When Lily Portmann, a senior at Holmdel High School was unable to get up the ramp for the graduation ceremony to accept her HS diploma on stage, the family had to blame someone. And so the scapegoat was Dr. Robert McGarry, the superintendent.

In my mind, it’s completely unfair that Lili’s mother and sister posted on their Facebook page that Lili was “not allowed” to accept her diploma on stage. That is simply untrue. I believe that sometimes families who are saddled with an unfortunate circumstance like Lili's illness and her confinement to a wheelchair want other people to suffer along with them.

I know that sounds like a harsh statement, but I feel that by saying “You are the superintendent of an extremely wealthy district. Is it not your job, are you not there to acknowledge every student and congratulate them on their accomplishments? Let’s just say she couldn’t go up the ramp. It was absolutely impossible for her to come to that ramp. Wouldn’t you recognize that?” as Lili’s mother, Tracy Welch did, the Portmann family is asking too much of Dr. McGarry. (What does an “extremely wealthy district” have to do with it, by the way?)

It is possible that during a very busy graduation day, he simply did not notice amongst all the graduates that Lily was having a problem getting up the ramp to the stage. There but for the grace of God go I that my children have not been in a wheelchair for their entire lives.

However, I do have a daughter who attended her HS graduation in a wheelchair. After surgery to correct a birth defect of her leg, my daughter was confined to a wheelchair for a year, and then on and off for the following two years. And at 16 years old, it was Hell on me and the entire family. When she got up to make her speech at graduation, she was assisted onto the stage and was, thankfully able to stand holding onto the podium.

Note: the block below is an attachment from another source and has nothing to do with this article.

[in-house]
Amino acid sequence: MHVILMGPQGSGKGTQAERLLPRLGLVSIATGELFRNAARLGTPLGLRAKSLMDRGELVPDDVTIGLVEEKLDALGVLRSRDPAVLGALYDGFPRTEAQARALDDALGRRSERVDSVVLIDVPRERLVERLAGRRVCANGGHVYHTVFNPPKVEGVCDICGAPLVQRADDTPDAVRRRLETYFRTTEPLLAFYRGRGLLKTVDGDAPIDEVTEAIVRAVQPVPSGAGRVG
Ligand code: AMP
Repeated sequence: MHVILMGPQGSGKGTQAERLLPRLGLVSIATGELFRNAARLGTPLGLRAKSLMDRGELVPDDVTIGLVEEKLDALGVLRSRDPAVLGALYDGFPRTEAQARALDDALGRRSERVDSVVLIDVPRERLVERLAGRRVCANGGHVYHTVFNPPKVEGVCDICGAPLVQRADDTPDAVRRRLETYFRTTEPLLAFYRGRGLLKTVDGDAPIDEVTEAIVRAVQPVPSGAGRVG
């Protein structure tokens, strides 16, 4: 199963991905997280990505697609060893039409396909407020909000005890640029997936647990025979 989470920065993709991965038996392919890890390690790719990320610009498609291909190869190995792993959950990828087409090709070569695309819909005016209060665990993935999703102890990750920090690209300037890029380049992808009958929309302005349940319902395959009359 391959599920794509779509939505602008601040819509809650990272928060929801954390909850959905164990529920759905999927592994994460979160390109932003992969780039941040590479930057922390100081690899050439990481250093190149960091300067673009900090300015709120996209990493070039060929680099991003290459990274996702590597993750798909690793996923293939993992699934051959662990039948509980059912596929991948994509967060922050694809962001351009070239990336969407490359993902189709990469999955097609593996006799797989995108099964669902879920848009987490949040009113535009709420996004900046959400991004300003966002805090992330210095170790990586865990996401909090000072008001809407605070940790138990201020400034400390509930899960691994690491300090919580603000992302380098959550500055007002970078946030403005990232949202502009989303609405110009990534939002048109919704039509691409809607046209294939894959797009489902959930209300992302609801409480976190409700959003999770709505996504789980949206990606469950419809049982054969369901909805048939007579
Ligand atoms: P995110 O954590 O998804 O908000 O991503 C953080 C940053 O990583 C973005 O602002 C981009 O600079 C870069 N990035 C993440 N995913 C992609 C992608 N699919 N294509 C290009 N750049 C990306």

I understand that Lili’s situation is much worse. Although I cannot fathom what it would’ve been like if Mary's ordeal had lasted her whole life, I will tell you that during that year (or two or three,) I accepted all of the inconveniences that went along with it. Though we often became frustrated, I never asked anyone to go out of their way for her (although many people did.) I never asked for special accommodations (although many were made). I never wanted my daughter's problem to become anybody else’s.

The point is that when you least expect it, people will be kind and accommodating. You would be shocked at the lengths to which people will go to help out a person who is disabled, especially one who is visibly disabled such as one in a wheelchair. You generally don’t even have to ask. To become demanding only turns people resentful. I think Dr. McGarry deserved a reminder right before the ceremony.

When the parents saw that Lily was unable to make it onto the stage perhaps they could have asked someone to tap Dr. McGarry on the shoulder and remind him of the problem, or enlist the help of people around them. Alternatively, instead of turning Dr McGarry into the bad guy and Lili into the victim, they could’ve given him the benefit of the doubt, accepted that sometimes bad things happen and show Lili that she could gain strength from her ordeal. But that’s just me.

As I see it, that’s how you turn a disabled child into a positive, loving person who looks for the good in people as opposed to a bitter and angry person who asks “why me?”

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